While the intent behind many 3D printing endeavors is as serious as saving a life, literally, this is a technology used for myriad and highly creative endeavors, and let’s face it–it’s just an awful lot of fun. And that’s exactly what Eric Haines, of Autodesk, and Andrew Glassner, of the Imaginary Institue, from Real-Time Rendering are counting on having this year at 2015 SIGGRAPH, the five-day interdisciplinary ‘experience,’ that certainly counts 3D printing in as one of the new technologies to be examined and highlighted.
Real-Time will be highlighting the technology in a very unique way this Sunday at ‘Making @ SIGGRAPH’ as they take 2D to a much higher plane, featuring their program that translates animation into 3D printed sculpture. This is a true workshop, entitled ‘Freezing Time,’ with seats for 65-70 participants who will each have access to high speed 3D printers so they can rock out their own 3D sculptures upon learning how to use the T2Z program.
T2Z extracts frames from 2D animation, stacking them to make a 3D sculpture, leaving a cool design behind it in the program showing the transition. The results are pretty fascinating, and you can check out an entire gallery of their designs here.
“The (self-imposed) challenge is to create an interesting, looping animation that also creates a visually-pleasing and printable sculpture,” says Haines. “If you want to hack on this code, it’s the Wobbly animation in T2Z.”
Workshop attendees will benefit from Haines’ latest foray into data translation as it pertains to T2Z. He has been using a variety of tools in experimentation, and the code is free and open source, as well as documented for a quicker, more comprehensive understanding.
Even if you can’t be at the show or the workshop, Haines encourages you to try working with this at the desktop, as well as checking out their animations and working with them.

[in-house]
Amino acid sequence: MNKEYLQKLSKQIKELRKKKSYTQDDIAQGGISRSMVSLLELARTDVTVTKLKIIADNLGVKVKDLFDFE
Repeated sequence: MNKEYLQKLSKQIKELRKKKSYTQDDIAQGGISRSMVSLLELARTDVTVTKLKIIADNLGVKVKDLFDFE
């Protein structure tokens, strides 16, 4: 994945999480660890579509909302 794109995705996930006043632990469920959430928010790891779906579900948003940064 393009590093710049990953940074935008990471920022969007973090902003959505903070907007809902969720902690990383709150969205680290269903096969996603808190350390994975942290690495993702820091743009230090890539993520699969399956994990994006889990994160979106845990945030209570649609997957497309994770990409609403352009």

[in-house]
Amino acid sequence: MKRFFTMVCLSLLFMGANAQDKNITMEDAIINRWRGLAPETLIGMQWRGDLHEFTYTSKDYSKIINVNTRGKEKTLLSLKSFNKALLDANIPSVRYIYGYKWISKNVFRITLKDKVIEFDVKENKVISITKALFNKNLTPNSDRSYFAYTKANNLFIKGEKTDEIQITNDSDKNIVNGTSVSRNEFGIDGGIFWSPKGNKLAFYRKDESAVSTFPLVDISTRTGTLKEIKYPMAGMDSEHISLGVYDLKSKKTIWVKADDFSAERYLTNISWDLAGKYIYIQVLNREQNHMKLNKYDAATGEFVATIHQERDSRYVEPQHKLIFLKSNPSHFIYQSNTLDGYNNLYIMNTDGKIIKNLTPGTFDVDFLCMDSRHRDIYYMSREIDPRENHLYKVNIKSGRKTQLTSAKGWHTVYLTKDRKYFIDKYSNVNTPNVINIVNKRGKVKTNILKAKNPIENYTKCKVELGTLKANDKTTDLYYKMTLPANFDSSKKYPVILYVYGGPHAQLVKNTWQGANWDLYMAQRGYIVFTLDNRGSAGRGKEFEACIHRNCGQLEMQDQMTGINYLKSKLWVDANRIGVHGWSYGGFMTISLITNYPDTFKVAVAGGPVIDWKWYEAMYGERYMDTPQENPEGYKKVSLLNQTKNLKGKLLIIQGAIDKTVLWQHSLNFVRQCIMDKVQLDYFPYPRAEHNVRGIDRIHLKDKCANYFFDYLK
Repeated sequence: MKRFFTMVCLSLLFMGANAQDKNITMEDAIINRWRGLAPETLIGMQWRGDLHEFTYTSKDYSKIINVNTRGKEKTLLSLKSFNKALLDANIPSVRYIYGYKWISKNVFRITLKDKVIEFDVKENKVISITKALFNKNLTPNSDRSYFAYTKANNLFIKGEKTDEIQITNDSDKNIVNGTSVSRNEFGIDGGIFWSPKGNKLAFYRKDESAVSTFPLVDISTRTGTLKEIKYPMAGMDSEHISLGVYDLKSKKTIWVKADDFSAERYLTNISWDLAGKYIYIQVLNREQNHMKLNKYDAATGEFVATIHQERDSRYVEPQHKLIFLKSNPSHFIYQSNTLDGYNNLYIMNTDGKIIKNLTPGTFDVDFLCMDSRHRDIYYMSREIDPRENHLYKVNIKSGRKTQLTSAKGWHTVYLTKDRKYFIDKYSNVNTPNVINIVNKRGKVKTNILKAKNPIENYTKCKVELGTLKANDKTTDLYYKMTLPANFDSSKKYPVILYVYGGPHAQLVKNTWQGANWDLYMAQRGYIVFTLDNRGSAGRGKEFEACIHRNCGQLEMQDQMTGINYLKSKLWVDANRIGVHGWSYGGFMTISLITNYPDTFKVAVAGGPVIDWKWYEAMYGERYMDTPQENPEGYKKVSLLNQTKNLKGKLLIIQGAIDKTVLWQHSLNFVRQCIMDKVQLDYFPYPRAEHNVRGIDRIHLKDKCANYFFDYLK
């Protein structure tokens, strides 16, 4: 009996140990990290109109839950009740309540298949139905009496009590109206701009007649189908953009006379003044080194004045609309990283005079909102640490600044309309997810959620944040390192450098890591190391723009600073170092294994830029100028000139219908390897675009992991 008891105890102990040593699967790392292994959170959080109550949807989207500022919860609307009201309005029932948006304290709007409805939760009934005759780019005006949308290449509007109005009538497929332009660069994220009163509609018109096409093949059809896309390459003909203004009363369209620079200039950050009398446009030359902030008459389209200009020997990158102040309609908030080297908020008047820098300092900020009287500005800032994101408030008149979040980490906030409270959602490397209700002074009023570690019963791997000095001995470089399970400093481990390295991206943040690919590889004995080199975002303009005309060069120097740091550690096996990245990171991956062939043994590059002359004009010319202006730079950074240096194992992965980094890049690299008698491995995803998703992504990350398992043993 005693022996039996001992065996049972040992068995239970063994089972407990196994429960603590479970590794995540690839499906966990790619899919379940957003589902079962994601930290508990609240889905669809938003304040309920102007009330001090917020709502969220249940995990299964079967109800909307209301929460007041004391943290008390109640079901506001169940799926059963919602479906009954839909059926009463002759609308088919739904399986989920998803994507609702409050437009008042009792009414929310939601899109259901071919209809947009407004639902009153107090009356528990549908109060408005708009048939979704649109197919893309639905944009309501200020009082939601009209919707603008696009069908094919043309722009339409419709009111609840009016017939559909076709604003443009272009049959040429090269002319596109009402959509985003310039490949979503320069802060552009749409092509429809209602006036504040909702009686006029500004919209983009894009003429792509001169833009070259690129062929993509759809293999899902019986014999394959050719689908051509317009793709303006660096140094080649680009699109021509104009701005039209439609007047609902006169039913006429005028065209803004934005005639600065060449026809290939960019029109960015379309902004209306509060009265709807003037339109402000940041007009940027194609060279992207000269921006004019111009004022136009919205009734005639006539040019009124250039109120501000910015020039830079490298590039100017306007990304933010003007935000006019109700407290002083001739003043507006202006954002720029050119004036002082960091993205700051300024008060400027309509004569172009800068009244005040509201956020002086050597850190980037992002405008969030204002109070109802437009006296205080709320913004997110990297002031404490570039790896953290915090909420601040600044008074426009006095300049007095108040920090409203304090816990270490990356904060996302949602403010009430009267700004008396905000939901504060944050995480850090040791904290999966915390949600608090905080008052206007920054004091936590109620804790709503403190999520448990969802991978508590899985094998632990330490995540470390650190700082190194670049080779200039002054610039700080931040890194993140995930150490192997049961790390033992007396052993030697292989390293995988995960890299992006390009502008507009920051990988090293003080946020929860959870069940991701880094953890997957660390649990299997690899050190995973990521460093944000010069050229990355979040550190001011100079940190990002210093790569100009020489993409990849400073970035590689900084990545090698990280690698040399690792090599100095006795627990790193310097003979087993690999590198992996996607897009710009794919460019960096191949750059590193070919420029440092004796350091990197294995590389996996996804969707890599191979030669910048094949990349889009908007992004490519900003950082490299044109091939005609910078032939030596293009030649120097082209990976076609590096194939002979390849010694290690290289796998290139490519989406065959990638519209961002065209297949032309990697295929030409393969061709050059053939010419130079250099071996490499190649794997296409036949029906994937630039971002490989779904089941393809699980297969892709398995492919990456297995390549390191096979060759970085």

The evolution of this program came about as Glassner was making a series of looping GIFs. At the same time last year, Haines was involved with 3D printing meetups in Boston, and one of his friends pointed out that objects could be deposited onto a large voxel grid, thus offering a “well-formed model with no geometric singularities, precision proglems, etc.”
“3D printers themselves have limits to precision, so using voxels is a good match,” said Haines.
Andrew was responsible for writing most of the code as they began experimenting, and their program came into being, with animations being used to “define voxels.” One thing led to another and Haines ended up converting data into 3D printed sculpture. The resulting program, T2Z, is much more refined and faster, and Haines points out that you can make your own animations.
“Personally, I find this whole design process entertaining,” says Haines. “In idle moments (or at the dentist) I imagine what might make both an interesting animation and a worthwhile sculpture. It’s a fun way to think about modeling and animation, and one where my intuition doesn’t always pay off. The more I play, the more I learn.”
“So download the thing, install Processing and three little libraries (easy!), and start sliding sliders, pushing buttons, and hacking code! And let us know what you find,” says Haines.
The ‘Freezing Time’ workshop will be this Sunday from 12:15-1:45 PM, at South Hall G – Studio Workstation Area.
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